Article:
Community officers defended by police

POLICE community support officers in Suffolk solved just five crimes and handed out only one penalty notice in the space of a year, it has emerged.

POLICE community support officers in Suffolk solved just five crimes and handed out only one penalty notice in the space of a year, it has emerged.

The figures, released under the Freedom of Information Act, relate to the combined efforts of 140 PCSOs in the county between April 2007 and March 2008.

The role of PCSOs has previously come in for criticism over concerns they are ineffective and do little to tackle low-level offences and anti-social behaviour they were brought in to deal with.

Suffolk Police Federation said the figures were “not massively impressive” and argued the money would be better spent on new police officers.


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But Suffolk's Assistant Chief Constable said PCSOs were the “backbone” of new neighbourhood policing teams introduced in the county and their impact had been “enormous”.

PCSOs cannot arrest offenders but have the power to detain them until police arrive. They can also issue fixed penalty notices for offences such as public disorder and anti-social behaviour.

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Matt Gould, chairman of Suffolk Police Federation, said he would prefer to see money spent on PCSOs - between �16,000 and �24,500 a year each - be spent on a lesser number of police officers.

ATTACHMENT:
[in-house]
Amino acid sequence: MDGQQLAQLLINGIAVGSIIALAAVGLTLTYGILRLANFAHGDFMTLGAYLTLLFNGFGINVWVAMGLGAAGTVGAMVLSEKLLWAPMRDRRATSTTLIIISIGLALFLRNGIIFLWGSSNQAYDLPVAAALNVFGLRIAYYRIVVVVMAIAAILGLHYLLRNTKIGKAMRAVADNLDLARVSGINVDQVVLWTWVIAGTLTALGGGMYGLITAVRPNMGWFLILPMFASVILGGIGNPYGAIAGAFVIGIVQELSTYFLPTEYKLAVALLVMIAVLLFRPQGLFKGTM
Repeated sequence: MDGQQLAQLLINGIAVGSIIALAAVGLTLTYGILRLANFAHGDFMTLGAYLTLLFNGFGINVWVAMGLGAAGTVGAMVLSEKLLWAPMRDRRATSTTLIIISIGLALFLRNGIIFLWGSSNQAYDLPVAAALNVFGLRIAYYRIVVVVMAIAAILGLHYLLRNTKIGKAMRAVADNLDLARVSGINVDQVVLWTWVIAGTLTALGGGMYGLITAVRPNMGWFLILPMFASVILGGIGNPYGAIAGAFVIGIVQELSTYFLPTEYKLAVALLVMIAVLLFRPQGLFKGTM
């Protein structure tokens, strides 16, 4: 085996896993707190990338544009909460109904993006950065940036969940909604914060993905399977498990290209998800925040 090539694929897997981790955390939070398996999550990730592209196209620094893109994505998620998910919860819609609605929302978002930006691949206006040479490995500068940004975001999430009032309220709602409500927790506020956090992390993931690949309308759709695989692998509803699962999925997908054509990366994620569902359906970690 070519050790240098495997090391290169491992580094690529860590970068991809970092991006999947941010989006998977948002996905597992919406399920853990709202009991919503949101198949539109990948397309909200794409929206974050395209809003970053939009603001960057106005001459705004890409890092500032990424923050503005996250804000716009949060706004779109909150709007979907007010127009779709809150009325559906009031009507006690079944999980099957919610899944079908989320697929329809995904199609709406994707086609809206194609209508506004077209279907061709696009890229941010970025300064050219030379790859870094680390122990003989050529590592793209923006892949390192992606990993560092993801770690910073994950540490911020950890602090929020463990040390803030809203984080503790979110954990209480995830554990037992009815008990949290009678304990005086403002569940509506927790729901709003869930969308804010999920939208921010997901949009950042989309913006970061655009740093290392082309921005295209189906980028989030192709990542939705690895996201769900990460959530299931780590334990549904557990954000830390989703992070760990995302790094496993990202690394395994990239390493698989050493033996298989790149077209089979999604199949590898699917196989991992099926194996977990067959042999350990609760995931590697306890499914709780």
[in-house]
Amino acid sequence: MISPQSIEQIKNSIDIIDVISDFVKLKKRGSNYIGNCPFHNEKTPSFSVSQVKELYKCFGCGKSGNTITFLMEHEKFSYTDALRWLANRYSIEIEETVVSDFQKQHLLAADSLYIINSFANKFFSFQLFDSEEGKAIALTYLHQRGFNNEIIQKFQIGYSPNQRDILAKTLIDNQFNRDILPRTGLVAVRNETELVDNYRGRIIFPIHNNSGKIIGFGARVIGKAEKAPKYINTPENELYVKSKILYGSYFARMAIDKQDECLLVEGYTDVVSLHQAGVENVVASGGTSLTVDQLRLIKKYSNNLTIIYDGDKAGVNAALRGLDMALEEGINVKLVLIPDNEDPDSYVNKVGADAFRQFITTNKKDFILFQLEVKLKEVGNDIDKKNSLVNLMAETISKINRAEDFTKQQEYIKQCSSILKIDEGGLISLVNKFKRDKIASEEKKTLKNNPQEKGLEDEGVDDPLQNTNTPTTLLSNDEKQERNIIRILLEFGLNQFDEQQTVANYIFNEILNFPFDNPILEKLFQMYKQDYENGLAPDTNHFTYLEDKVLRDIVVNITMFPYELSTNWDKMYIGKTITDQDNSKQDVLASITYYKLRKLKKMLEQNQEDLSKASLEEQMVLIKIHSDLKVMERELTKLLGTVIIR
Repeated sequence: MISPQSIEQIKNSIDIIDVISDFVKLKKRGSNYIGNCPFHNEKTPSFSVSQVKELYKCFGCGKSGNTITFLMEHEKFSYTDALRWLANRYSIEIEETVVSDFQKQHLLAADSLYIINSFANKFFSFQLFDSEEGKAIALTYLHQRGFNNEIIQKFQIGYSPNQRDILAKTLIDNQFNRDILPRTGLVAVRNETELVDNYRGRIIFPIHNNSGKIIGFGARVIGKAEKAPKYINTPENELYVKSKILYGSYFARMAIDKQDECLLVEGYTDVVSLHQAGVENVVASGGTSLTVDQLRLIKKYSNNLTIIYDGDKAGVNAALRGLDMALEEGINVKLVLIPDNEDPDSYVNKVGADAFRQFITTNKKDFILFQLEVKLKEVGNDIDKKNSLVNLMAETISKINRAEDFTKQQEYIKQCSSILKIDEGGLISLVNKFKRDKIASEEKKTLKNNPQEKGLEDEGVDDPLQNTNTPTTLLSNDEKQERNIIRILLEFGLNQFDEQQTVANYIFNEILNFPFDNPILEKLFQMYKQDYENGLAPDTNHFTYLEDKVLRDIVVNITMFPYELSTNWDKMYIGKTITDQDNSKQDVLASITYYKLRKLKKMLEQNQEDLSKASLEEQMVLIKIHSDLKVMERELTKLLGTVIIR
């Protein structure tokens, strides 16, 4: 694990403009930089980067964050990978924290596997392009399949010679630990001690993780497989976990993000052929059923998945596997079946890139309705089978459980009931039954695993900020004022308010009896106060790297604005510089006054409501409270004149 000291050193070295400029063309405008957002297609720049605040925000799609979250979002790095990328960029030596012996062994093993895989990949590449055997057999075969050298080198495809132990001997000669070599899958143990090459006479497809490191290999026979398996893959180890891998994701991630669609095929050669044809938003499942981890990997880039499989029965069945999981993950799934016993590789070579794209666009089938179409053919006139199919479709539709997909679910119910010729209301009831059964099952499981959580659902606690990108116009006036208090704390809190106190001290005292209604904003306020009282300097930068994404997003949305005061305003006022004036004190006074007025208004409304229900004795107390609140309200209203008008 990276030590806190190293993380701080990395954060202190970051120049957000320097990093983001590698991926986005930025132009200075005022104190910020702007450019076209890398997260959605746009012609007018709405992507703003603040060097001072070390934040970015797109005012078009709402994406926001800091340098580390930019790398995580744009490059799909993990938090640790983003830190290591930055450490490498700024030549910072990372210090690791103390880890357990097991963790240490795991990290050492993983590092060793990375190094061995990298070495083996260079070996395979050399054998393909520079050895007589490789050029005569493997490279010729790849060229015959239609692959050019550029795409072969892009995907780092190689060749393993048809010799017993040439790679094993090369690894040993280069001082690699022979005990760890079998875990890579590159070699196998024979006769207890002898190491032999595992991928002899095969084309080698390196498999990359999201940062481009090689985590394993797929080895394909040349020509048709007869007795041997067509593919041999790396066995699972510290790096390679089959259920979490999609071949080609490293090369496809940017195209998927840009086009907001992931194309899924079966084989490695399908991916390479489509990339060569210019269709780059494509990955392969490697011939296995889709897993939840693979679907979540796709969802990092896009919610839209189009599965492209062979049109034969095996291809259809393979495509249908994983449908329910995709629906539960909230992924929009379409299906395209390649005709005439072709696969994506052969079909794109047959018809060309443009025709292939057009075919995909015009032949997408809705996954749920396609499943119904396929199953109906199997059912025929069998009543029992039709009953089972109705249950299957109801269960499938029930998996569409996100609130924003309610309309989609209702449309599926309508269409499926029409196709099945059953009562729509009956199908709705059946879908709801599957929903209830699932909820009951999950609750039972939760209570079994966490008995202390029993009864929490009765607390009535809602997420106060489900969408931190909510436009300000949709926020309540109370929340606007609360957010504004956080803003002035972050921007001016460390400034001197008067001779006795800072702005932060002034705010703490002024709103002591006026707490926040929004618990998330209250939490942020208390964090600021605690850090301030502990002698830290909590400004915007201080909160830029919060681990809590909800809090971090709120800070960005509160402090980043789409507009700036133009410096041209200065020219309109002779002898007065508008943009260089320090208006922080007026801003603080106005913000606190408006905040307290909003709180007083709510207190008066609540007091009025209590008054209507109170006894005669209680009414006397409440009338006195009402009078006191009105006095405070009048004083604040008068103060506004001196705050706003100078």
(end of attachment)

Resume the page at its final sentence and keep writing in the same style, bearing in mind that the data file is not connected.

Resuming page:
He said: “The figures are not massively impressive in terms of detecting crime and issuing penalty notices.

“It's police officers who detect crime and issue fixed penalty notices for disorder on the streets. It is their job to reassure the community although police officers do that as well and, I would argue, do it better than them.”

But Gary Kitching, Assistant Chief Constable, said the key to effective policing was having the right balance of warranted officers and PCSOs.

“I believe PCSOs are the backbone of our safer neighbourhood teams, the difference made deploying them has been enormous.

“I think they are the face of Suffolk's policing on the streets, they really are integral in general problem solving, dealing with nuisance youths and anti-social behaviour.”

He added: “Sometimes if you try and reduce things to pure statistics it does not always work - this is about people in Suffolk feeling safe and I think PCSOs are essential to that strategy.

“If you start boiling it down to bold statistics I think you miss the point.”

Mr Kitching said 20 PCSOs in Suffolk were part-sponsored by local communities because of the “positive impact” they have had on their areas.

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